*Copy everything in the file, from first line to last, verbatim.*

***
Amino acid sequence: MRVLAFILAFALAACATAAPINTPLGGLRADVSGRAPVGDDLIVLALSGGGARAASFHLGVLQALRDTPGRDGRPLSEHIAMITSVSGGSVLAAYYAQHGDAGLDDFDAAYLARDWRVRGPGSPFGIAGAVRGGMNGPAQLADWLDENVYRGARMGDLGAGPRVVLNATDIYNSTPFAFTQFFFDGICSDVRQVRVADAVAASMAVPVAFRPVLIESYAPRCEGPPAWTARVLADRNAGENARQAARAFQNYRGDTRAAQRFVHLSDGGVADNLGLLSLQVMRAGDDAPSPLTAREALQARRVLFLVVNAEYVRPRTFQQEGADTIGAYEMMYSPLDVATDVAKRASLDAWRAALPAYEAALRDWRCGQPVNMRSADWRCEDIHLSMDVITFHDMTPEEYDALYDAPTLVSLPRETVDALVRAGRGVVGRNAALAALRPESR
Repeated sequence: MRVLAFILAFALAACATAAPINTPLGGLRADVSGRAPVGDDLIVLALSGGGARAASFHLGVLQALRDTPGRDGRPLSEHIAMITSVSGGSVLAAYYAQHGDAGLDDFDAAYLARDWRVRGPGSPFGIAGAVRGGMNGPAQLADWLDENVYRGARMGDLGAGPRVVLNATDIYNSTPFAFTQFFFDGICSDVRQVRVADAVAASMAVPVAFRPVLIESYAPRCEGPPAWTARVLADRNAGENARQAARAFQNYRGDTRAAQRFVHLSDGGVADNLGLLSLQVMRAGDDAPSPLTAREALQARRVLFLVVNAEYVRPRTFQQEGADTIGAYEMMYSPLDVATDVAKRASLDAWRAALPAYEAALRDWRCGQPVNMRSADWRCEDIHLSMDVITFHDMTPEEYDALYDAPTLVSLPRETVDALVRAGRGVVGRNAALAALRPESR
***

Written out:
Amino acid sequence: MRVLAFILAFALAACATAAPINTPLGGLRADVSGRAPVGDDLIVLALSGGGARAASFHLGVLQALRDTPGRDGRPLSEHIAMITSVSGGSVLAAYYAQHGDAGLDDFDAAYLARDWRVRGPGSPFGIAGAVRGGMNGPAQLADWLDENVYRGARMGDLGAGPRVVLNATDIYNSTPFAFTQFFFDGICSDVRQVRVADAVAASMAVPVAFRPVLIESYAPRCEGPPAWTARVLADRNAGENARQAARAFQNYRGDTRAAQRFVHLSDGGVADNLGLLSLQVMRAGDDAPSPLTAREALQARRVLFLVVNAEYVRPRTFQQEGADTIGAYEMMYSPLDVATDVAKRASLDAWRAALPAYEAALRDWRCGQPVNMRSADWRCEDIHLSMDVITFHDMTPEEYDALYDAPTLVSLPRETVDALVRAGRGVVGRNAALAALRPESR
Repeated sequence: MRVLAFILAFALAACATAAPINTPLGGLRADVSGRAPVGDDLIVLALSGGGARAASFHLGVLQALRDTPGRDGRPLSEHIAMITSVSGGSVLAAYYAQHGDAGLDDFDAAYLARDWRVRGPGSPFGIAGAVRGGMNGPAQLADWLDENVYRGARMGDLGAGPRVVLNATDIYNSTPFAFTQFFFDGICSDVRQVRVADAVAASMAVPVAFRPVLIESYAPRCEGPPAWTARVLADRNAGENARQAARAFQNYRGDTRAAQRFVHLSDGGVADNLGLLSLQVMRAGDDAPSPLTAREALQARRVLFLVVNAEYVRPRTFQQEGADTIGAYEMMYSPLDVATDVAKRASLDAWRAALPAYEAALRDWRCGQPVNMRSADWRCEDIHLSMDVITFHDMTPEEYDALYDAPTLVSLPRETVDALVRAGRGVVGRNAALAALRPESR